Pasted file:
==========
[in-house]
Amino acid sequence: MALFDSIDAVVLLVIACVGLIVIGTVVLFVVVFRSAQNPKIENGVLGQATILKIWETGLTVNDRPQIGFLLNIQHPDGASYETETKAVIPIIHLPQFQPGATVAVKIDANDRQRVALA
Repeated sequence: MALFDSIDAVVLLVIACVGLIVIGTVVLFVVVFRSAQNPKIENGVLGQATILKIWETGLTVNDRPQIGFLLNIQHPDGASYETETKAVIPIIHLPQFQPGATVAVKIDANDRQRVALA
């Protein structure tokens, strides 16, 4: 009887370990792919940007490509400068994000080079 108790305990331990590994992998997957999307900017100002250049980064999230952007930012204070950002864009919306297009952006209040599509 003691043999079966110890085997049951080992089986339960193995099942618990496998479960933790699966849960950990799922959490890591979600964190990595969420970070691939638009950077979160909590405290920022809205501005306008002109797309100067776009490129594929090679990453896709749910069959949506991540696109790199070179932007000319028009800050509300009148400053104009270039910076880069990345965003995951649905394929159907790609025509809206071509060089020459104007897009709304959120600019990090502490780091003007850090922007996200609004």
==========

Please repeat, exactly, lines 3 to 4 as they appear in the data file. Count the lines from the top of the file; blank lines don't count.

Repeated sequence: MALFDSIDAVVLLVIACVGLIVIGTVVLFVVVFRSAQNPKIENGVLGQATILKIWETGLTVNDRPQIGFLLNIQHPDGASYETETKAVIPIIHLPQFQPGATVAVKIDANDRQRVALA
């Protein structure tokens, strides 16, 4: 009887370990792919940007490509400068994000080079 108790305990331990590994992998997957999307900017100002250049980064999230952007930012204070950002864009919306297009952006209040599509 003691043999079966110890085997049951080992089986339960193995099942618990496998479960933790699966849960950990799922959490890591979600964190990595969420970070691939638009950077979160909590405290920022809205501005306008002109797309100067776009490129594929090679990453896709749910069959949506991540696109790199070179932007000319028009800050509300009148400053104009270039910076880069990345965003995951649905394929159907790609025509809206071509060089020459104007897009709304959120600019990090502490780091003007850090922007996200609004």